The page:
Thursday 30 May 2019

In defence of food advertising

The Department of Health's consultation on banning adverts for HFSS (high in fat, sugar and salt) food and drink before 9pm on television closes on June 10th. The government's various allies and sockpuppets have been encouraging people to make a submission so I thought I would too.

Banning advertising is a hunch-based policy, but the Department of Health's impact assessment is obliged to make it look evidence-based. It acknowledges that there will be costs from a TV ban but reckons that it will have a net benefit of £2.3 billion over 25 years, close to £100 million per annum. Most of the putative benefit (£1.4bn) comes from health benefits due to lower calorie consumption, plus £600 million from 'reinvesting cost savings back in the NHS'. Food companies are also expected to save £300 million 'from no longer advertising on TV' (how strange that food companies haven't opted to make these savings voluntarily).

The government starts from three premises, all of which are false.

Problem and justification for action

1. Childhood obesity is one of the biggest health problems this country faces. Around one fifth of children in England are obese or overweight by the time they start primary school aged five, and this rises to more than one third by the time they leave aged 11.

2. Obesity is a major determinant of ill health. This imposes a substantial burden on the NHS, with overweight and obesity estimated to have cost the health service £6.1bn in 2014/15. Obesity causes further costs to society through premature mortality, increased sickness absence and additional benefit payments.

3. It’s clear from the evidence that marketing and TV advertising can be effective at influencing children's food and drink consumption, preferences and purchases. Although food habits are not perfectly stable over life, there is potential scope for influencing lifetime habits by intervening in childhood.

1. Regular readers know that the true rate of childhood overweight/obesity among five year olds is nowhere near 20 per cent and the rate among 11 year olds is nowhere near 33 per cent. Britain uses a measure of childhood obesity that has no scientific or clinical justification. The true rate of childhood obesity is not known because no one has bothered to send a representative sample of children to a clinician to be diagnosed, but it is almost certainly below five per cent for both age groups.

2. While obesity can certainly cause ill health and has associated costs, the £6.1 billion figure is a gross cost whereas the useful measure is the net cost. When the net cost is calculated, by subtracting savings to other departmental budgets and acknowledging the costs that would be incurred if people died of something else, the cost is greatly reduced. It could, in fact, be less than zero.

3. The evidence linking advertising to children's food and drink consumption is far from 'clear'. The impact assessment cites this review by the half-mad anti-capitalist Gerard 'the corporations!' Hastings to support its claim, so forgive me if I'm sceptical. I'll come back to the evidence in a moment.

In short, the government wants to tackle something that is far less common than it thinks by restricting something that is far less important than it thinks, in order to make financial savings that probably don't exist.

There is a moment of unintentional humour on page 24 of the impact assessment when the Department of Health expresses its concerns about children watching television after 7pm:

..children’s viewing time peaks between 6-9pm, when the programmes most likely to be broadcast are not children’s programming, but instead ‘family’ or adult programmes. This means that some of the shows most watched by children, such as X Factor, Saturday Night Takeaway, or Great British Bake Off, are not captured by the current restrictions.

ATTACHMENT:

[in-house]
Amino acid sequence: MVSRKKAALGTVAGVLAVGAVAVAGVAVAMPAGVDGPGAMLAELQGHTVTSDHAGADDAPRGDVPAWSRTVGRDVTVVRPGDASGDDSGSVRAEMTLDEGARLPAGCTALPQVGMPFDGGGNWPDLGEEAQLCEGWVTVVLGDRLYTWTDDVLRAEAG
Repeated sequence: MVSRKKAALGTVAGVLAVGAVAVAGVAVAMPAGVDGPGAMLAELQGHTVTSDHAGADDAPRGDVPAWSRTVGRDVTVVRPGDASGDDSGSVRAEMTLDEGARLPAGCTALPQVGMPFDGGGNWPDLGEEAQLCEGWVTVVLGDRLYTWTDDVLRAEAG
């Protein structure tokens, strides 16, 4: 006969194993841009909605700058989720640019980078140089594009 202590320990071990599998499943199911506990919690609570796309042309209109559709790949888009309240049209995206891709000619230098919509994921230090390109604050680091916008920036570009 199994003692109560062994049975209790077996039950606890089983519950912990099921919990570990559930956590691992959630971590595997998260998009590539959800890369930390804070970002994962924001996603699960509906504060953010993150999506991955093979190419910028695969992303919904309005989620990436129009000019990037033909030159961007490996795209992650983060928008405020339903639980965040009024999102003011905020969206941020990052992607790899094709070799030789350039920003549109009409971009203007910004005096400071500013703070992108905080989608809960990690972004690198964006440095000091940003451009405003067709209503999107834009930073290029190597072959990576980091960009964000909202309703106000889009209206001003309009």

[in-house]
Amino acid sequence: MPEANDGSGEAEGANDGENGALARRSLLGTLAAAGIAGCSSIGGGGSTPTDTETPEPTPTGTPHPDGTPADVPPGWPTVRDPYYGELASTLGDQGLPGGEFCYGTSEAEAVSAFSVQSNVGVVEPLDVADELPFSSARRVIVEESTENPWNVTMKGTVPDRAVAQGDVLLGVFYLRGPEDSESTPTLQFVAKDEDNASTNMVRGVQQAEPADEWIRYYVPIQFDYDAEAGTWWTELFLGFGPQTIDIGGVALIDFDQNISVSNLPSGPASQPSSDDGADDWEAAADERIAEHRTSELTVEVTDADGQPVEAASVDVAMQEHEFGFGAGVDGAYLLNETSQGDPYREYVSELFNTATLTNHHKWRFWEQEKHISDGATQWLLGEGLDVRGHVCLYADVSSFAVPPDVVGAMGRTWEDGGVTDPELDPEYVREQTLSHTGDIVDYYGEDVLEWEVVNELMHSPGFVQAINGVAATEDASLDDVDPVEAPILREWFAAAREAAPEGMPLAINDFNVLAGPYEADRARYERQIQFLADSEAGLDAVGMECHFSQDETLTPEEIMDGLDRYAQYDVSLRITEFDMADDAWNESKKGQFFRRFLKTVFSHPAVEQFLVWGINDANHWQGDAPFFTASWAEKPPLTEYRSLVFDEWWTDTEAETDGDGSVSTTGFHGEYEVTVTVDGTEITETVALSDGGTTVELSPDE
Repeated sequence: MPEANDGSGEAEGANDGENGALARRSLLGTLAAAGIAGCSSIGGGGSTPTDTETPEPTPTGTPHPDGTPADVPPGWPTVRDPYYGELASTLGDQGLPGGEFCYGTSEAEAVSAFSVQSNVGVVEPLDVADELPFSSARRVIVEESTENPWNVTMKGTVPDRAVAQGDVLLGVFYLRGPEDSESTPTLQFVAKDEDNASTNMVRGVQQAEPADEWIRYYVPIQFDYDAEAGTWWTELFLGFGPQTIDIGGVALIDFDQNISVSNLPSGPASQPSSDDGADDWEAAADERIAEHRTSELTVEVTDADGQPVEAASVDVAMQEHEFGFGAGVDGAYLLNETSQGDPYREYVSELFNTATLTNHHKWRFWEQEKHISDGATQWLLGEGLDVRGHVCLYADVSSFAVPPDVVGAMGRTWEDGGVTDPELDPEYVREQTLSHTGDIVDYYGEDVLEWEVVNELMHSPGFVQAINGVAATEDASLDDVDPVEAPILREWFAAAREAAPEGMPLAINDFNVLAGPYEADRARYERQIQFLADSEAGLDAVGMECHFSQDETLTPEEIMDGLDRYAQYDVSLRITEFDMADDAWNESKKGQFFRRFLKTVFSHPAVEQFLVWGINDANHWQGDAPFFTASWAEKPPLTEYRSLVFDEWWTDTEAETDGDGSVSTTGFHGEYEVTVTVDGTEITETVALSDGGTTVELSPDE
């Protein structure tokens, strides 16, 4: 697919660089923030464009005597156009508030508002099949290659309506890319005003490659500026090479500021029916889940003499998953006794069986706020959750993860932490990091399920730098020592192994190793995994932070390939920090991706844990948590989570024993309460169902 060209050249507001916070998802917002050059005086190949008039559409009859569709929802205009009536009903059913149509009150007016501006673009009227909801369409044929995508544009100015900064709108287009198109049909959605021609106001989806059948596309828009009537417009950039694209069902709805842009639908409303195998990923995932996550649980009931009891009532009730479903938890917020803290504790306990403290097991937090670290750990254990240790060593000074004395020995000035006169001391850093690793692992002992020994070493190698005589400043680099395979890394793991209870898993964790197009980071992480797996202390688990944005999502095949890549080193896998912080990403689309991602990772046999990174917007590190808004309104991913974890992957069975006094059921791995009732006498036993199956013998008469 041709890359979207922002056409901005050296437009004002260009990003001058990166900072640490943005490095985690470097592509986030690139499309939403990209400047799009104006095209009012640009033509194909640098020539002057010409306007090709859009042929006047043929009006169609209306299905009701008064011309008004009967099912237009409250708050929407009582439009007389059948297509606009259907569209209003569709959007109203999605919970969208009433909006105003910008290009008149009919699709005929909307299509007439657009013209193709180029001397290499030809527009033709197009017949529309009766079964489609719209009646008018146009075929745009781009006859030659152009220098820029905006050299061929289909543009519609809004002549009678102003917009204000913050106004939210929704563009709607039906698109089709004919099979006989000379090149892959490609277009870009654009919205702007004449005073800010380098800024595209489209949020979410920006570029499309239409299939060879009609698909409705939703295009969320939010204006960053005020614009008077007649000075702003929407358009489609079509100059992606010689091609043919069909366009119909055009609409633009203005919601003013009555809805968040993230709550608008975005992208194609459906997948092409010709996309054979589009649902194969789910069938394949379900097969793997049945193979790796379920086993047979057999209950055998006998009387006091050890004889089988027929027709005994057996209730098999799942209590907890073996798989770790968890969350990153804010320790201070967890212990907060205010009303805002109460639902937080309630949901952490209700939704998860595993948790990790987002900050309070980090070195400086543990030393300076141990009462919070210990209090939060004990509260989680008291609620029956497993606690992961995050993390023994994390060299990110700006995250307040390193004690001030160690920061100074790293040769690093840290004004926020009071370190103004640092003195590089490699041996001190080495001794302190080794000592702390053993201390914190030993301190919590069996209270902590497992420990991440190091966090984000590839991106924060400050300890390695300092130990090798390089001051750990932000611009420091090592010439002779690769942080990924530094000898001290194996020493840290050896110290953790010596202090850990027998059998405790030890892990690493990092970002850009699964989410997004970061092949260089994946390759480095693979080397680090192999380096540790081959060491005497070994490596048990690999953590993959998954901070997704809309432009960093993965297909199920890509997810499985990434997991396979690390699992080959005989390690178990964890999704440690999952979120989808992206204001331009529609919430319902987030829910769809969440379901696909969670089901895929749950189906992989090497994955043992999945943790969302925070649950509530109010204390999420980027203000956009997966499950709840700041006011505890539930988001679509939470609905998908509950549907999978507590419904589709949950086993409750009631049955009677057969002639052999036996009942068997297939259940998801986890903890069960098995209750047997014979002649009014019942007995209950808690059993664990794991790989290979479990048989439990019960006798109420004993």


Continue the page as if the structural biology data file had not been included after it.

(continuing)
Heaven forbid that kids should see sugary food promoted during the Great British Bake Off. Or, indeed, see adverts for takeaways during Saturday Night Takeaway.

The impact assessment's projections of health benefits and related financial savings rely on the assumption that '4.4 minutes of food advertising results in an additional 60kcal of consumption'. The Department of Health acknowledges that the 95% confidence interval for this estimate is 3.1kcal-116.9kcal, ie. it is barely significant, but nevertheless uses it as the basis for its projections on health and spending.

The 60 calorie statistic comes from a review published last year by Viner et al. (which was co-authored by activist-academic Russell Viner). It is unreliable, to say the least.

The figure comes from a meta-analysis of eleven studies, all of which were randomised experiments in which children had their food consumption monitored during or after being shown food/non-food advertising. These experiments do not reflect children's natural living environment in two crucial ways. Firstly, the children are allowed to consume an unlimited quantity of food at no cost. Secondly, there was no parental supervision.

Furthermore, all but one of the studies involved children aged 12 or younger (the other involved children aged 9-14). In three of them, the children were no older than seven. Research into advertising has shown that children are indeed susceptible to advertising under the age of seven - in so far as they tend to want what they see advertised - but that by the age of 12 they have acquired a 'global distrust' of it. Older children are, as Michael Schudson notes in Advertising: The Uneasy Persuasion, 'very much like adults in their skepticism'.

So whilst advertising directly to very young children is morally dubious, it doesn't greatly matter because they have very little purchasing power and don't do their own grocery shopping. Older children have more purchasing power but they are as sceptical about advertising as adults, so that doesn't greatly matter either.

What the government intends to do is ban HFSS food advertising in the evening when adults and older children are watching because research shows that advertising has an effect on younger children.

What does the research actually show? As mentioned, the experiments focus on the most suggestible age group and remove the two barriers that prevent children from acting on their urges - parental restraint and a lack of purchasing power - but even if we ignore these shortcomings, the evidence is not strong enough for the 60 calorie claim to be taken seriously.